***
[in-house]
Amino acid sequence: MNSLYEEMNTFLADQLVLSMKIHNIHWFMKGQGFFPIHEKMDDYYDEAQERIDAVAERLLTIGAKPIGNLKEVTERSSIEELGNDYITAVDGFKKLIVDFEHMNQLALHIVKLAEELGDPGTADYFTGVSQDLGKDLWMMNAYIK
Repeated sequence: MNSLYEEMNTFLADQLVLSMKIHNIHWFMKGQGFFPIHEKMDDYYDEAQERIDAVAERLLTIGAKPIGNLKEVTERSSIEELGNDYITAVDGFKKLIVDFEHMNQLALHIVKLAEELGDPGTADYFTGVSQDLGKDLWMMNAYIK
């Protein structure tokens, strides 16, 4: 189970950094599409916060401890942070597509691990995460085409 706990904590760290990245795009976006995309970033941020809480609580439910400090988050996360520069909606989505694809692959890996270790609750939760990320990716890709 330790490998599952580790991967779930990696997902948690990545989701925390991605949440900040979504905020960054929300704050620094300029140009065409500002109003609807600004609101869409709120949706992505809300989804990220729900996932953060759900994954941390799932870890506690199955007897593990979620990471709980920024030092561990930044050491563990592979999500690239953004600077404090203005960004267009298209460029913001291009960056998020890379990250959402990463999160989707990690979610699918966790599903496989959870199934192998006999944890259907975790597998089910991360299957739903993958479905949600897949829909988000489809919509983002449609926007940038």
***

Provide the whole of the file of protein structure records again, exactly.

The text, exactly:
[in-house]
Amino acid sequence: MNSLYEEMNTFLADQLVLSMKIHNIHWFMKGQGFFPIHEKMDDYYDEAQERIDAVAERLLTIGAKPIGNLKEVTERSSIEELGNDYITAVDGFKKLIVDFEHMNQLALHIVKLAEELGDPGTADYFTGVSQDLGKDLWMMNAYIK
Repeated sequence: MNSLYEEMNTFLADQLVLSMKIHNIHWFMKGQGFFPIHEKMDDYYDEAQERIDAVAERLLTIGAKPIGNLKEVTERSSIEELGNDYITAVDGFKKLIVDFEHMNQLALHIVKLAEELGDPGTADYFTGVSQDLGKDLWMMNAYIK
């Protein structure tokens, strides 16, 4: 189970950094599409916060401890942070597509691990995460085409 706990904590760290990245795009976006995309970033941020809480609580439910400090988050996360520069909606989505694809692959890996270790609750939760990320990716890709 330790490998599952580790991967779930990696997902948690990545989701925390991605949440900040979504905020960054929300704050620094300029140009065409500002109003609807600004609101869409709120949706992505809300989804990220729900996932953060759900994954941390799932870890506690199955007897593990979620990471709980920024030092561990930044050491563990592979999500690239953004600077404090203005960004267009298209460029913001291009960056998020890379990250959402990463999160989707990690979610699918966790599903496989959870199934192998006999944890259907975790597998089910991360299957739903993958479905949600897949829909988000489809919509983002449609926007940038």